By David Kee and Kim Nill
The 2021 U.S. soybean crop year will be variable as a result of weather conditions occurring from Canada to the Gulf of Mexico. After much of the U.S. locations experienced an early, almost idyllic (for planting) spring, the U.S. Upper Midwest region suffered severe drought during summer. Drought impacts across the soybean production area varied greatly (click on the Previous 12 weeks tab).
The Tri-State region (Minnesota, South Dakota & North Dakota) appears to be the most impacted by drought. Although the weather looks extremely dry right now in our region, there is always the potential for a tropical storm to blow up the Texas coast, dumping enough rain to cause drought stressed, rapidly maturing soybean plants to rebloom, set some pods/seeds but not complete the growth process. A killing frost would then shut down the later-maturing soybeans resulting in an unacceptable level of green beans.
The soybeans on any plants killed prematurely by heat/drought, or frost will typically contain normal levels of protein and oil, because those two components are added to the soybean throughout the seed’s size-increase stages. However, those soybeans can remain green in color, post-harvest, due to not having had time for the normal seed-ripening process to break down the chlorophyll within the beans via metabolism.
The experienced soybean processors know that protein and oil levels are alright in green soybeans, but some processors (especially overseas) are unwilling to purchase soybeans that bear a significant fraction of green soybeans; knowing that they can impart an undesirable green tint to the resultant soybean oil. While that green tint can be removed via extra processing, it is more expensive for the processor to do so.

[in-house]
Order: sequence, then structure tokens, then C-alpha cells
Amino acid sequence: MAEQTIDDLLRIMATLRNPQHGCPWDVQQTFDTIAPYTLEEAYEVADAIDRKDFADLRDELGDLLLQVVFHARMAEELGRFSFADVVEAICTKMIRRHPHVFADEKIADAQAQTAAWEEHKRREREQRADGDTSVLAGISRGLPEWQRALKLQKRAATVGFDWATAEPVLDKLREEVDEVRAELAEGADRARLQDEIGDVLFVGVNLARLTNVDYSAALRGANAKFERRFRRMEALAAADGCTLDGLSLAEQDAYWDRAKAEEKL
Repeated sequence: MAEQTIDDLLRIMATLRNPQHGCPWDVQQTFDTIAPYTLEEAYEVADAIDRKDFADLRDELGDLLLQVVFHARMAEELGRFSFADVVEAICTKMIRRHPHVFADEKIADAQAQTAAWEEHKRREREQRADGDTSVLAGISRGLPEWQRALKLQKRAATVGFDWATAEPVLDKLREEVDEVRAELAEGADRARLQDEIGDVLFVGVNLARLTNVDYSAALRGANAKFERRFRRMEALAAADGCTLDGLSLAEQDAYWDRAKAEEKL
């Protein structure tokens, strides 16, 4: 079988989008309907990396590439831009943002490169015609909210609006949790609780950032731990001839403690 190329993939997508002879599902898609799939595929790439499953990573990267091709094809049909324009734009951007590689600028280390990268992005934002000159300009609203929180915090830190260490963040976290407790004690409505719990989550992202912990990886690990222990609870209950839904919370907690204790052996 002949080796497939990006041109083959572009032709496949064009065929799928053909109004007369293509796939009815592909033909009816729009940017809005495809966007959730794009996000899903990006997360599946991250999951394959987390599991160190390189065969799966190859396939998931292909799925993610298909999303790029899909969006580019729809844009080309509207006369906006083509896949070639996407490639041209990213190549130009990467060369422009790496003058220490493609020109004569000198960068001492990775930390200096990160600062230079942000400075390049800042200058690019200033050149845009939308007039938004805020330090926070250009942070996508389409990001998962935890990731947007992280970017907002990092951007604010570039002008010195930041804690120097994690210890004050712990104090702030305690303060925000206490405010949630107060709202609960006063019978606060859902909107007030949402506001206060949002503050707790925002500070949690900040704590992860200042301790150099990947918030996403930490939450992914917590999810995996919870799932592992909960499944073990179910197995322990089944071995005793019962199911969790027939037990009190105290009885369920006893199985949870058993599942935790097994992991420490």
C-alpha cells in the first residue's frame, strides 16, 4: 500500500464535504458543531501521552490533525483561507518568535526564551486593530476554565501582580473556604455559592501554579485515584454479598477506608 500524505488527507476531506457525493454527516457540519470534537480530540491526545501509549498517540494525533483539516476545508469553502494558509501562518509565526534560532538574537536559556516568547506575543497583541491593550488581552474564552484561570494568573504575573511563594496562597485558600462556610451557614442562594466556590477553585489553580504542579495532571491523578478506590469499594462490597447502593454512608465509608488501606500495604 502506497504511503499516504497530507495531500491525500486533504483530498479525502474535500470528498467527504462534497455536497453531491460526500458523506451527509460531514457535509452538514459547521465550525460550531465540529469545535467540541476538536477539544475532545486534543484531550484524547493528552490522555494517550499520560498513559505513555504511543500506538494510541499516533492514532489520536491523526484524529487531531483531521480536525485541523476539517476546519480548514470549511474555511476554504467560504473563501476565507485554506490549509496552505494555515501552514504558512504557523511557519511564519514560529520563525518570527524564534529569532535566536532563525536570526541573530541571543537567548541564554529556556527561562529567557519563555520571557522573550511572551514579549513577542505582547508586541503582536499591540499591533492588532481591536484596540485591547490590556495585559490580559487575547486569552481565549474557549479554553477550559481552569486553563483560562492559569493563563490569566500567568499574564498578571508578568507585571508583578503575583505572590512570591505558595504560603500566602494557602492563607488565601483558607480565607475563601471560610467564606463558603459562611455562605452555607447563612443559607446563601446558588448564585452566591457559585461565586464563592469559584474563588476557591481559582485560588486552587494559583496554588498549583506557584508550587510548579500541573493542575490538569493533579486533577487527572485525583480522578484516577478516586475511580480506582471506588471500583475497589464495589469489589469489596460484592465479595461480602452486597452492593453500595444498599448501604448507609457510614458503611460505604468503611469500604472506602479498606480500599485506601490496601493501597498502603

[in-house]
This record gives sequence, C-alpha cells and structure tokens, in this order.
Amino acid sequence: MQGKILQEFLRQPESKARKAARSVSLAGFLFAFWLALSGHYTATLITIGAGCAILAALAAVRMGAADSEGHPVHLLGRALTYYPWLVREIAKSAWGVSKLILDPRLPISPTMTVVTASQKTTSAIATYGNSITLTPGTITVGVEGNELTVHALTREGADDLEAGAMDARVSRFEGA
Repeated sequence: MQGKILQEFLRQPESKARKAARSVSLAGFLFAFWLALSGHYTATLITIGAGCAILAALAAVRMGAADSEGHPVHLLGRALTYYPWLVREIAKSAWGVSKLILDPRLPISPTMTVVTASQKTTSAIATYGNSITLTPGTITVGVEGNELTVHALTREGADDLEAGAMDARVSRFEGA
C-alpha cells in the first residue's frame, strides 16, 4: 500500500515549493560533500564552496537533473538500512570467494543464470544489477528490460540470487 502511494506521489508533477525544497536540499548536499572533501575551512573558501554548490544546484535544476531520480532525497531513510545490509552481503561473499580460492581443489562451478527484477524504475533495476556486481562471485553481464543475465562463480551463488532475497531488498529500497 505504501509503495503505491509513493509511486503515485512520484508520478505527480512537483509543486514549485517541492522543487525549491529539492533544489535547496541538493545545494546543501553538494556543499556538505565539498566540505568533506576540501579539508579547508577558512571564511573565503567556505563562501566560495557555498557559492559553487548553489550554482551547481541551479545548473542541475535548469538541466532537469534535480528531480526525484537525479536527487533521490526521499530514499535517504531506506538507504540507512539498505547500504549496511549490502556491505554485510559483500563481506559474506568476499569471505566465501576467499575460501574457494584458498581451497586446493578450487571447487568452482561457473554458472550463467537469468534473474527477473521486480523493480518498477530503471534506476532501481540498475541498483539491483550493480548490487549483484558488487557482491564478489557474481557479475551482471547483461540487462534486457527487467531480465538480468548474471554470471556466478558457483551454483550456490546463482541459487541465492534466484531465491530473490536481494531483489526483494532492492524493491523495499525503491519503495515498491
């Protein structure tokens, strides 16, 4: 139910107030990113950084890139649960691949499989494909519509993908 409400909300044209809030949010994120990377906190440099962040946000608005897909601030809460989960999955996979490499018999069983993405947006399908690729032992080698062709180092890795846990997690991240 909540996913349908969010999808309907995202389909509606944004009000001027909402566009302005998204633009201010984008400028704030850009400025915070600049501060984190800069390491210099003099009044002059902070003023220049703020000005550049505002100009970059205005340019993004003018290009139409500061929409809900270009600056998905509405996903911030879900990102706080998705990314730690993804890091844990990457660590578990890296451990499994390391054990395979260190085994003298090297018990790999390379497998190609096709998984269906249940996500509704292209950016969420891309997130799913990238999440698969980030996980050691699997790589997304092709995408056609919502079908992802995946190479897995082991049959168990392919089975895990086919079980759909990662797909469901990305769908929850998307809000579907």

U.S. commodity soybeans are classified as “Yellow Soybeans” and receive an official grade in accordance with the U.S. Grain Standards Act prior to their export. According to the Official U.S. Standards for Grain:
- Soybean plants killed late in the seed-filling process: Soybeans with only green seed coats should be classified as Yellow Soybeans and not docked in price. The green color will typically disappear during proper storage. Due to the tri-states’ low relative humidity and low temperatures during storage, that is the inevitable result.
- Soybeans killed during early-to-mid-seed fill: Soybeans that are green throughout >90% of the bean’s cross-section must be classified as “soybeans of other color.” If a given shipment contains more than 10% of “soybeans of other color,” it is docked because that color is unlikely to disappear during storage. One potential alternative use for such soybeans that a farmer should consider would be feeding them (whole, raw) to cattle.
Those are okay to feed to cattle (up to 3.5 pounds of whole soybeans per day), but they could potentially lower the USDA grade if mixed into an export shipment of soybeans.
Kim Nill is the Director of Market Development at Minnesota Soybean. He can be reached at 507 388-1635 or firstname.lastname@example.org.
David Kee is the Director of at Research at Minnesota Soybean. He can be reached at 507 388-1635 or email@example.com